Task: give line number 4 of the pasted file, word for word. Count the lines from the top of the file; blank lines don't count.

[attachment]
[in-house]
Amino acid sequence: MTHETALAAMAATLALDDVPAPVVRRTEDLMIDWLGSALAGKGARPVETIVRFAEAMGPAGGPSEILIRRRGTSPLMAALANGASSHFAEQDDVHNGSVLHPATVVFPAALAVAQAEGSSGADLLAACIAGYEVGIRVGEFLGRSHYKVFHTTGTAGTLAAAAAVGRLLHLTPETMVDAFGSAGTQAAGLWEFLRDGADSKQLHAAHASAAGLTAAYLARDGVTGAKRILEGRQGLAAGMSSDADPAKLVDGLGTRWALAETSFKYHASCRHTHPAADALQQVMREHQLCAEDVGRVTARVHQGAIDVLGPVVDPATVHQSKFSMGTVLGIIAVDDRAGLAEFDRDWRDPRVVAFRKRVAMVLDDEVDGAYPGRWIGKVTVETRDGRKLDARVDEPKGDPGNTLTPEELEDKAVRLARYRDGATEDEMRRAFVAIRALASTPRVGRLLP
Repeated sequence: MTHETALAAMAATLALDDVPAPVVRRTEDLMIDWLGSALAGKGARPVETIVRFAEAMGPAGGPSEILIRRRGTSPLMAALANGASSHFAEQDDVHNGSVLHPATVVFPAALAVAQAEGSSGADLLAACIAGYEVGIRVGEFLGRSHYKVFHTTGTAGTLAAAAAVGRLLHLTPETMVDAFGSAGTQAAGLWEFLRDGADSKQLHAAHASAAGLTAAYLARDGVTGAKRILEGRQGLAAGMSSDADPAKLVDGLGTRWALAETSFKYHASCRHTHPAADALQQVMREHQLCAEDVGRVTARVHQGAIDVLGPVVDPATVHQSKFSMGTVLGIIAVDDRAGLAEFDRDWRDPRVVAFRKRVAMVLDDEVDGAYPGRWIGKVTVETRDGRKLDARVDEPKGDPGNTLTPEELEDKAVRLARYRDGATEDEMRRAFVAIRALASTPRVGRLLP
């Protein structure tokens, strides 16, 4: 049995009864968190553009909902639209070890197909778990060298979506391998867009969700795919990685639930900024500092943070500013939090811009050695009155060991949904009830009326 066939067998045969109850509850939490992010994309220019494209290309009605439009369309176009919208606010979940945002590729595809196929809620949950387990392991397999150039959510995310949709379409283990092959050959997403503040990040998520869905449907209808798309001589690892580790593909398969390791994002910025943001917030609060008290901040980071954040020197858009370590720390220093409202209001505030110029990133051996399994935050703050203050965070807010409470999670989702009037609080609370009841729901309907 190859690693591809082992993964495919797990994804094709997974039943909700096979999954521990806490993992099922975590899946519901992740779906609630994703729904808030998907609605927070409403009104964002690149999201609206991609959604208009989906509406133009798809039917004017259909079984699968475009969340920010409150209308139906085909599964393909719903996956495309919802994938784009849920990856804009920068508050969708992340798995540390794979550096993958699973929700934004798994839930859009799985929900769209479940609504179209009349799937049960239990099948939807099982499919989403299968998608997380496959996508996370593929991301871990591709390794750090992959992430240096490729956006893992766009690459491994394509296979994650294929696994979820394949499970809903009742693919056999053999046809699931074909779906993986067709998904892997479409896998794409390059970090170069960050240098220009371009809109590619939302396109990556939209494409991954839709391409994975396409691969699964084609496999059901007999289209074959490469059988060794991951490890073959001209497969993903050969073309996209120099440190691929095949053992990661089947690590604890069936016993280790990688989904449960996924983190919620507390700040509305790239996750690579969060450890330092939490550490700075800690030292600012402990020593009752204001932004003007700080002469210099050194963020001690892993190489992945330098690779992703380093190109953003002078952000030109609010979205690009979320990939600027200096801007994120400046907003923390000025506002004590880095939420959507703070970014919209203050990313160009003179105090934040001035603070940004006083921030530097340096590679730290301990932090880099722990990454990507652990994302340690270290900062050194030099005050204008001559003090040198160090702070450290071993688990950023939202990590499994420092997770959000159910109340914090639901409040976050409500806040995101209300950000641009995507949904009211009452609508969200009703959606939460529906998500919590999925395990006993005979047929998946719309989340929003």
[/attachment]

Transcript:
């Protein structure tokens, strides 16, 4: 049995009864968190553009909902639209070890197909778990060298979506391998867009969700795919990685639930900024500092943070500013939090811009050695009155060991949904009830009326 066939067998045969109850509850939490992010994309220019494209290309009605439009369309176009919208606010979940945002590729595809196929809620949950387990392991397999150039959510995310949709379409283990092959050959997403503040990040998520869905449907209808798309001589690892580790593909398969390791994002910025943001917030609060008290901040980071954040020197858009370590720390220093409202209001505030110029990133051996399994935050703050203050965070807010409470999670989702009037609080609370009841729901309907 190859690693591809082992993964495919797990994804094709997974039943909700096979999954521990806490993992099922975590899946519901992740779906609630994703729904808030998907609605927070409403009104964002690149999201609206991609959604208009989906509406133009798809039917004017259909079984699968475009969340920010409150209308139906085909599964393909719903996956495309919802994938784009849920990856804009920068508050969708992340798995540390794979550096993958699973929700934004798994839930859009799985929900769209479940609504179209009349799937049960239990099948939807099982499919989403299968998608997380496959996508996370593929991301871990591709390794750090992959992430240096490729956006893992766009690459491994394509296979994650294929696994979820394949499970809903009742693919056999053999046809699931074909779906993986067709998904892997479409896998794409390059970090170069960050240098220009371009809109590619939302396109990556939209494409991954839709391409994975396409691969699964084609496999059901007999289209074959490469059988060794991951490890073959001209497969993903050969073309996209120099440190691929095949053992990661089947690590604890069936016993280790990688989904449960996924983190919620507390700040509305790239996750690579969060450890330092939490550490700075800690030292600012402990020593009752204001932004003007700080002469210099050194963020001690892993190489992945330098690779992703380093190109953003002078952000030109609010979205690009979320990939600027200096801007994120400046907003923390000025506002004590880095939420959507703070970014919209203050990313160009003179105090934040001035603070940004006083921030530097340096590679730290301990932090880099722990990454990507652990994302340690270290900062050194030099005050204008001559003090040198160090702070450290071993688990950023939202990590499994420092997770959000159910109340914090639901409040976050409500806040995101209300950000641009995507949904009211009452609508969200009703959606939460529906998500919590999925395990006993005979047929998946719309989340929003």